Pretty sure I get it, however in the case you're describing with intake temps equal, the 21psi/crappy head combination has the advantage and would be able to produce more power before detonation occurred.

That's why, if you take compressor efficiency out of the equation, or just assumed they are equal in either case, 21psi would naturally be hotter in the manifold, but once the cylinder is filled with an equal volume of air... it's a wash between the two. They would have the same volume and same heat. From a technical standpoint, a complete wash.

I'm curious to hear what those two have to say on the subject too.

Your original question...
If you were to put a very small set of heads on that same engine and crank up the boost till you had the exact same tq & hp numbers, wouldnt that indicate the same dynamic comp - cylinder pressure and wouldnt you be able to still get away with the same fuel no matter what the boost guage in the manifold ended up reading?
It all makes sense in my mind that the answer is/should be YES.
 

·
Registered
Joined
·
6,287 Posts
Discussion Starter · #19 ·
Pretty sure I get it, however in the case you're describing with intake temps equal, the 21psi/crappy head combination has the advantage and would be able to produce more power before detonation occurred.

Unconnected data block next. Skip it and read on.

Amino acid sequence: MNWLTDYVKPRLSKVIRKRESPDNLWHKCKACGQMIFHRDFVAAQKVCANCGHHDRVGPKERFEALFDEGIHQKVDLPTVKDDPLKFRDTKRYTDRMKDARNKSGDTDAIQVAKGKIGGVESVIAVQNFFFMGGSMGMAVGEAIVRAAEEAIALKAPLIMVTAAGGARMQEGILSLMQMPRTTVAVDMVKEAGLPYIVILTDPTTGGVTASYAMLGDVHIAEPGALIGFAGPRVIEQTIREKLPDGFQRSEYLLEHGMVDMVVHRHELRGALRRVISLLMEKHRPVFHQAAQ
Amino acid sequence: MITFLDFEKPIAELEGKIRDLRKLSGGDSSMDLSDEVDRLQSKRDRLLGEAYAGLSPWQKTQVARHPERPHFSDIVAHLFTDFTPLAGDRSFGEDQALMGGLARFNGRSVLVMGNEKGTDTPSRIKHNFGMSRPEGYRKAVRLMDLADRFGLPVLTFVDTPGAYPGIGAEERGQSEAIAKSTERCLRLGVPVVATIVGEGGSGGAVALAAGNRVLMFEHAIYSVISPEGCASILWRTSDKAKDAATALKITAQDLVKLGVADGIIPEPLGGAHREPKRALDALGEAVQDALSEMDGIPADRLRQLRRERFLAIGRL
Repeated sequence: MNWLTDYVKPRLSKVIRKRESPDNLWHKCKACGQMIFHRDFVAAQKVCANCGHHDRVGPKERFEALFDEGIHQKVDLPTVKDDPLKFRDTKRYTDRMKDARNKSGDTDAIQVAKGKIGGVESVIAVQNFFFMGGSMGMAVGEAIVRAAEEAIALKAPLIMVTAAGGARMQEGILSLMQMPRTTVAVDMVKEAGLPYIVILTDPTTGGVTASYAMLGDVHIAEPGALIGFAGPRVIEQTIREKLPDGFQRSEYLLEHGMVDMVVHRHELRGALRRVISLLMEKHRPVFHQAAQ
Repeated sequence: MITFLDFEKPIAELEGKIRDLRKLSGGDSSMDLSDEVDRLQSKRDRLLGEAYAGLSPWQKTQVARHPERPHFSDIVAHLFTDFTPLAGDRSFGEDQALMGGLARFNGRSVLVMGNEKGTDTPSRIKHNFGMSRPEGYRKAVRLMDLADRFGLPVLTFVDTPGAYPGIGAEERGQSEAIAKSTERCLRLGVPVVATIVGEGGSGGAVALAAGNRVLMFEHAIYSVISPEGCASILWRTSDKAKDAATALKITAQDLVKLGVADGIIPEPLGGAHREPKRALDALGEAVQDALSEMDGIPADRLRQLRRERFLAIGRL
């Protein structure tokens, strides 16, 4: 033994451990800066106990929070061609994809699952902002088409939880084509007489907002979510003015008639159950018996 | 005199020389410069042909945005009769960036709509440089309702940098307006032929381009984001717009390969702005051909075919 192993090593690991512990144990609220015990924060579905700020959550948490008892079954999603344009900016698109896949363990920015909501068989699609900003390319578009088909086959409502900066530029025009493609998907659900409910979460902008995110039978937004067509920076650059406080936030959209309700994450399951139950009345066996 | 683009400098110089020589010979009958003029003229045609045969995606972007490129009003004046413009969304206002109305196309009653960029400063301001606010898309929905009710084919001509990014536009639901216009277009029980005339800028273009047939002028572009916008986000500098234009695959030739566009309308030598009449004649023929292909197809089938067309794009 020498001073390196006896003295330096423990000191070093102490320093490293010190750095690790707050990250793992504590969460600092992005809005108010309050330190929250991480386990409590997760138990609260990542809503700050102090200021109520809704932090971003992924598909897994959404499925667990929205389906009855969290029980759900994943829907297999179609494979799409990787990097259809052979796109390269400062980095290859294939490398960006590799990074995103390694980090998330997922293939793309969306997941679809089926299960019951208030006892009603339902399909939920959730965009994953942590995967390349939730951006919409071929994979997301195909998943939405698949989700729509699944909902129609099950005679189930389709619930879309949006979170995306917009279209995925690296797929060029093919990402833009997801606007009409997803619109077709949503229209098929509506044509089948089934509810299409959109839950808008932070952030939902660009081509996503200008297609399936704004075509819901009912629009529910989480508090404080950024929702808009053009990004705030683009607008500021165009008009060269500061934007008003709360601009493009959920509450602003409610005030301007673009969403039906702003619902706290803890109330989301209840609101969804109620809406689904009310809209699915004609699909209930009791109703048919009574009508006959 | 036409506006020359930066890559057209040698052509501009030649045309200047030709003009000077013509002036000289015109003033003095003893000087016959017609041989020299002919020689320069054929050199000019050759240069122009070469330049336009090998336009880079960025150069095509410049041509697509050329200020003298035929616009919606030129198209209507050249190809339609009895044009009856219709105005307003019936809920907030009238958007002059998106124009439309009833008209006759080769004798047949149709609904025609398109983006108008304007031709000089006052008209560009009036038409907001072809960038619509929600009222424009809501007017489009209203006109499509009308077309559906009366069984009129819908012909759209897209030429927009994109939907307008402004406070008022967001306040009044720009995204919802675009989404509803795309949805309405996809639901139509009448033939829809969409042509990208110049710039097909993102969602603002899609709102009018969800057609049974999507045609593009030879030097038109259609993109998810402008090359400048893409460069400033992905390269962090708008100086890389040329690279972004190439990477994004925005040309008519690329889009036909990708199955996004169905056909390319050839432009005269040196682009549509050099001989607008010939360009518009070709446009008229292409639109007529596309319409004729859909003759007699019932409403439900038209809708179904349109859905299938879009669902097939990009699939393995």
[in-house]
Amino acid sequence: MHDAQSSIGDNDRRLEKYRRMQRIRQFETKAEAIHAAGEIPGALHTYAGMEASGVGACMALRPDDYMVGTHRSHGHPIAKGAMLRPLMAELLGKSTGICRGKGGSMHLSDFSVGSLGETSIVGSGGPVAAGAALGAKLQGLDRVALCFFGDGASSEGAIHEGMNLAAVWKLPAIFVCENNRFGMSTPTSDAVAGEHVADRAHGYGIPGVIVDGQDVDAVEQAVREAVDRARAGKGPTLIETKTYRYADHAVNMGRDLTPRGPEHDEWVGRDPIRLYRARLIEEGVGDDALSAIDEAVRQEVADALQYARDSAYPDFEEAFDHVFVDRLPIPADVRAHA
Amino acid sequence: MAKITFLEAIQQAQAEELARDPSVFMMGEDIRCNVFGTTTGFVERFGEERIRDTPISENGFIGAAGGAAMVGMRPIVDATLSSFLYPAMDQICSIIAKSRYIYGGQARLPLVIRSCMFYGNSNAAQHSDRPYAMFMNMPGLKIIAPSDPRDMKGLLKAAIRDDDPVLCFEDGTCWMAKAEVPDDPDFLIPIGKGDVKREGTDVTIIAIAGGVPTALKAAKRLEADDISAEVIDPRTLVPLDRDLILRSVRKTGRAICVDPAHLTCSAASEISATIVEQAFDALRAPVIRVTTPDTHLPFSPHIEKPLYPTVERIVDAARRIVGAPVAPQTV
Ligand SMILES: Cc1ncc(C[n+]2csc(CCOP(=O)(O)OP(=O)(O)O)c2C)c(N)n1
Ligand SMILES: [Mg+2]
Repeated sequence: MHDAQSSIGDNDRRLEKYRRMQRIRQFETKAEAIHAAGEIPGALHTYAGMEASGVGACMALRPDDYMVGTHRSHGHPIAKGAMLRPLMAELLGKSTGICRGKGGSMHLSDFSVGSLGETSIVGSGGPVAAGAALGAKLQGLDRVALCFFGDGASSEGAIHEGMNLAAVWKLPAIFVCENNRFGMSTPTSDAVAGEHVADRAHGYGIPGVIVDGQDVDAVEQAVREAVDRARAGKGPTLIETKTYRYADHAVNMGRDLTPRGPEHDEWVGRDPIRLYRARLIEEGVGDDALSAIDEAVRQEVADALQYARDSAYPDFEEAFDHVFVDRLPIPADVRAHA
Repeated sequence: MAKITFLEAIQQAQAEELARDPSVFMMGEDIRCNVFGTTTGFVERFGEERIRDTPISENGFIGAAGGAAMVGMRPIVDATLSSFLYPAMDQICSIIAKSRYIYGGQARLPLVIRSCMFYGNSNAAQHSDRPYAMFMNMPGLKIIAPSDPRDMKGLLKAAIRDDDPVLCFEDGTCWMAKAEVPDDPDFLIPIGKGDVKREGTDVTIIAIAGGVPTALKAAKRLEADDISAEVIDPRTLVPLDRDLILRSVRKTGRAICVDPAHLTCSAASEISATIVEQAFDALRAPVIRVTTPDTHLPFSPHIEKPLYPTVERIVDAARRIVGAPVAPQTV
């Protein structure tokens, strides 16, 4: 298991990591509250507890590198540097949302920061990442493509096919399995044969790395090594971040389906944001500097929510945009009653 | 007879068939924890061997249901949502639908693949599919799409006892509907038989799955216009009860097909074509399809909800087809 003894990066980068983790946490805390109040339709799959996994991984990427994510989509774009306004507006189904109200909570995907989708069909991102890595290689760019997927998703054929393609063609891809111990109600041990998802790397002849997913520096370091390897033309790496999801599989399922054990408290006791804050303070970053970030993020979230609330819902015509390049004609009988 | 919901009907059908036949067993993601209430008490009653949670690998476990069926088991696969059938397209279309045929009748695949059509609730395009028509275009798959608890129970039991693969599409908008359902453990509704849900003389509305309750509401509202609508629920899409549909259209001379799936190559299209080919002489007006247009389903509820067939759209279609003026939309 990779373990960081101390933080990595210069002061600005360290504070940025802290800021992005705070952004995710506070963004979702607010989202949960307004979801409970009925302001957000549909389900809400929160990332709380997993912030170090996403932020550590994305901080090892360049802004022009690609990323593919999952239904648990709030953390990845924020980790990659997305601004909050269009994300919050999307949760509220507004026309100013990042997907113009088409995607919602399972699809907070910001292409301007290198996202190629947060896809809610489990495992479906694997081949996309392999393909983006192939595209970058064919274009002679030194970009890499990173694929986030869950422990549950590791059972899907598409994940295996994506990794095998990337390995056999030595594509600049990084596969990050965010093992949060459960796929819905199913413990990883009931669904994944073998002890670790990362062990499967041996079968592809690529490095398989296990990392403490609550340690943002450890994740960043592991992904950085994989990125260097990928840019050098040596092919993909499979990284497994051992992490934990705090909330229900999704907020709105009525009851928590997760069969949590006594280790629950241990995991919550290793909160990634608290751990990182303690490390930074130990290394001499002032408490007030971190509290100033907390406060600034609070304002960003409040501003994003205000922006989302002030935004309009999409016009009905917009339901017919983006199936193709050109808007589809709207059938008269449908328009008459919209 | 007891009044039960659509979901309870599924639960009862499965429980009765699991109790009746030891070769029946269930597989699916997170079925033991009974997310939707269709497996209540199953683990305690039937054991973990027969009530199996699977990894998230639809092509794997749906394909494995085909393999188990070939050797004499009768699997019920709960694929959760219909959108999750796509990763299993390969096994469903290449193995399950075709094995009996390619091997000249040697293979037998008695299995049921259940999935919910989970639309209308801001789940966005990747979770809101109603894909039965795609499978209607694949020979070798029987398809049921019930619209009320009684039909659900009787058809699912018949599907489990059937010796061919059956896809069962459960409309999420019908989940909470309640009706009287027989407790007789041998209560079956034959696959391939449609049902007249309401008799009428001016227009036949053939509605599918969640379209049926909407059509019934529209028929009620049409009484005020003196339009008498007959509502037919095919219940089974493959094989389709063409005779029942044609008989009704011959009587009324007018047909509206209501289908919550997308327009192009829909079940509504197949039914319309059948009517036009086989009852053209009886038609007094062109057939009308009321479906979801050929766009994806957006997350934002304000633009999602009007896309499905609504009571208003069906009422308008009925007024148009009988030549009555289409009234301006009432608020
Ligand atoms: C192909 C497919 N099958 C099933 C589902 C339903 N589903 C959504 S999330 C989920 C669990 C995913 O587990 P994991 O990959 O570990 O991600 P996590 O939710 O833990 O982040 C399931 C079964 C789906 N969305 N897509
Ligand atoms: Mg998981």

That's why, if you take compressor efficiency out of the equation, or just assumed they are equal in either case, 21psi would naturally be hotter in the manifold, but once the cylinder is filled with an equal volume of air... it's a wash between the two. They would have the same volume and same heat. From a technical standpoint, a complete wash.

I'm curious to hear what those two have to say on the subject too.

Your original question...


It all makes sense in my mind that the answer is/should be YES.
Yes and bear in mind that the 21psi was an off the wall guess. It all depends on just how crappy of heads we are talking about here. Might actually only take 14-16psi . But the point remains.
I think this is why you see some guys saying that they get away with a high boost # on pump gas. It all depends on the cam, heads, and were they are taking the reading.
If we were all looking at actual dynamic cylinder pressures then the swing wouldnt be very wide as pump gas can only take so much.
 

·
Or Seth, either one
Joined
·
3,270 Posts
I think it would be kick ass to be able to monitor actual dynamic cylinder pressures, and see what cam changes, intercooling, timing and other variables actually do. It would be a good way to wring the power out of one of these deals. If monitoring every cylinder some fail safes could be put in place, esp with efi, to get all there is out of pump gas.
Wouldn't monitoring torque be very much the same thing?

Can't you take torque and calculate cylinder pressure?

Just pulling this calculation outta my ass, but seems if you had 1000ftlbs and a 4" stroke, that pressure on the rod journal would be 3000lbs. If the cylinder has a 4" diameter, the piston face would have a surface area of 12.57 square inches... 238.66psi cylinder pressure.

Dunno. Maybe waaaaay off base, maybe right on???
 
1 - 20 of 315 Posts
Top